I’ve been talking to a lot of people recently about their thoughts. Specifically ones that they are scared of. Their thoughts about harming their babies. Their thoughts about other people harming their babies. Their thoughts about anything happening to them to stop them from being able to look after their babies.
And writing them down, it strikes me again that it’s good that these thoughts are scary, because these are all scary things to think about.
And sometimes it’s necessary to think about them, because sometimes scary thoughts are there to keep us safe. Our species has survived this long because we have avoided dangerous situations because of our ability to recognise threats in situations and do something about them.
It’s a biological imperative to watch out for threats to our child (even in utero – it’s been shown that women’s brains start changing and becoming more aware of threats from the time of conception) as that’s what helps us keep them safe. However, a lot of the time we can dismiss thoughts that are not useful.
In 2006 Jon Abramowitz, a researcher into Obsessive Compulsive Disorder, discovered that 91% of mothers (and 88% of fathers) experience obsessive thoughts about their baby. That doesn't even cover the mothers who experience excessive worry, rumination, intrusive memories and / or catastrophic misinterpretations!
Does that surprise you?
Many people are upset by those thoughts, and then shake them off. However, if, for some reason, you are unable to shake off that sense of disquiet, that’s when it can get a bit trickier. How you feel about the thought is almost more important than the thought itself.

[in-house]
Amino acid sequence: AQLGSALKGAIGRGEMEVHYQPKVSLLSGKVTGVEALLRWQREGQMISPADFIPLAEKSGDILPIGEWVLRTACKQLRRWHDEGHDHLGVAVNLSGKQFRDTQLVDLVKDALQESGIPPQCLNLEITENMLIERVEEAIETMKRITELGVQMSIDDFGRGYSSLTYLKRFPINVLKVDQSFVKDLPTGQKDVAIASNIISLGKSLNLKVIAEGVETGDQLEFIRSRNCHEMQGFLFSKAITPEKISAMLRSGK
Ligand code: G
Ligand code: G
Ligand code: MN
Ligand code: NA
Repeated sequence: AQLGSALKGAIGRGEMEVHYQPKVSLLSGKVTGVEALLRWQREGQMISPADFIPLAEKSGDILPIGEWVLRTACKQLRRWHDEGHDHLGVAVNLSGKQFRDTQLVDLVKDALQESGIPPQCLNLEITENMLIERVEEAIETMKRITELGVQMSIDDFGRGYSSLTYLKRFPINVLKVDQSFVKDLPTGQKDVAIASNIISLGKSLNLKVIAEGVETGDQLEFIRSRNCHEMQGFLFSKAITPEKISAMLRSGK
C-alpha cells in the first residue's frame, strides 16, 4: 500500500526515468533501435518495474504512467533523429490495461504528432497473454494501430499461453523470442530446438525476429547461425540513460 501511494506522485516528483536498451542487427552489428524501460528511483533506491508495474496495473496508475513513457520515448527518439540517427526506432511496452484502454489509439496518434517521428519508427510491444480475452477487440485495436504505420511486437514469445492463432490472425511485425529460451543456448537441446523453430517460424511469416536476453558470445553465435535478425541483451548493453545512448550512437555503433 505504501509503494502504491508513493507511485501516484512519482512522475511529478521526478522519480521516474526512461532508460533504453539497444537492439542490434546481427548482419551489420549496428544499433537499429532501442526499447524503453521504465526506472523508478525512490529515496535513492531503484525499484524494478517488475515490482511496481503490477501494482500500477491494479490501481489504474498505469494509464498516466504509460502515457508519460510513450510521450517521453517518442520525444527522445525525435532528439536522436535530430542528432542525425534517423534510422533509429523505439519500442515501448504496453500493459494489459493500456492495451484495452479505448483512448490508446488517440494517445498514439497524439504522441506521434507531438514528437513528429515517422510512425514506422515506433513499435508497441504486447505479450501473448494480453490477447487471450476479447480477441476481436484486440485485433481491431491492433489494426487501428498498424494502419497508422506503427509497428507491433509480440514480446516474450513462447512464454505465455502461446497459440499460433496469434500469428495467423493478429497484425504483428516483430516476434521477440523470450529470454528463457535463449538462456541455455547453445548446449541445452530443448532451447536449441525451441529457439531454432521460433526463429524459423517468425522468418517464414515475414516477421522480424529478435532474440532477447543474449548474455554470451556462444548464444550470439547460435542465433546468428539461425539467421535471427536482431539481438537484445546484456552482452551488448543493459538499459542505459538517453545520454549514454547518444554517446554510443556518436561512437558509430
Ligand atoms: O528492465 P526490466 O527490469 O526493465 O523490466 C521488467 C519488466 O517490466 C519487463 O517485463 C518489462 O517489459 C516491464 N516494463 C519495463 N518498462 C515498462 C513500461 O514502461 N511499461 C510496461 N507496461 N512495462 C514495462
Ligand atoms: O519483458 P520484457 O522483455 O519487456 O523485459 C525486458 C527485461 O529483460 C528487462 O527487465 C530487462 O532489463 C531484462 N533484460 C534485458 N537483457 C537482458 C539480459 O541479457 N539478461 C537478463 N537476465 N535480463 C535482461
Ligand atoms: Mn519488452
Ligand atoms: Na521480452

Because if you are having scary thoughts, there is NO correlation between having these thoughts and acting on them.
I’ll repeat that – if you are having thoughts about your baby that scare you, you are NOT going to act on them (Barr and Beck 2008)
Knowing that might not take the thoughts away, but it maybe help you find it easier to talk about your thoughts if you realise that you are not choosing to have them and that the distress they cause you is precisely because you find them so awful. It can help you avoid the denial or panic that you might experience when you have these thoughts, and instead get some help.
So what can be done about these thoughts? Firstly, as always, please talk to a GP or Health visitor you trust. I say that with the great big caveat that it might make you feel worse if they are scared by what you are saying, but it just means you have spoken to the wrong person. Unfortunately not everyone will understand. Please do not be deterred, but find someone else to tell.
Depending on what kind of thoughts you are having and why you are having them, you might be offered different kinds of therapy. Medication can be useful, as can different kinds of talking therapy such as counselling, CBT (Cognitive Behavioural , EFP, and peer support. If you would like to know more about how counselling can help with different kinds of scary thoughts, then please get in touch.
You can also make some lifestyle changes such as using mindfulness or exercise or self-help tools, including the excellent book 'Dropping the Baby and Other Scary Thoughts' by Karen Kleinman and Amy Wenzel. There is now also a wealth of information about diet and our mental wellbeing, and I would recommend that you consult a reputable dietician to learn more about that.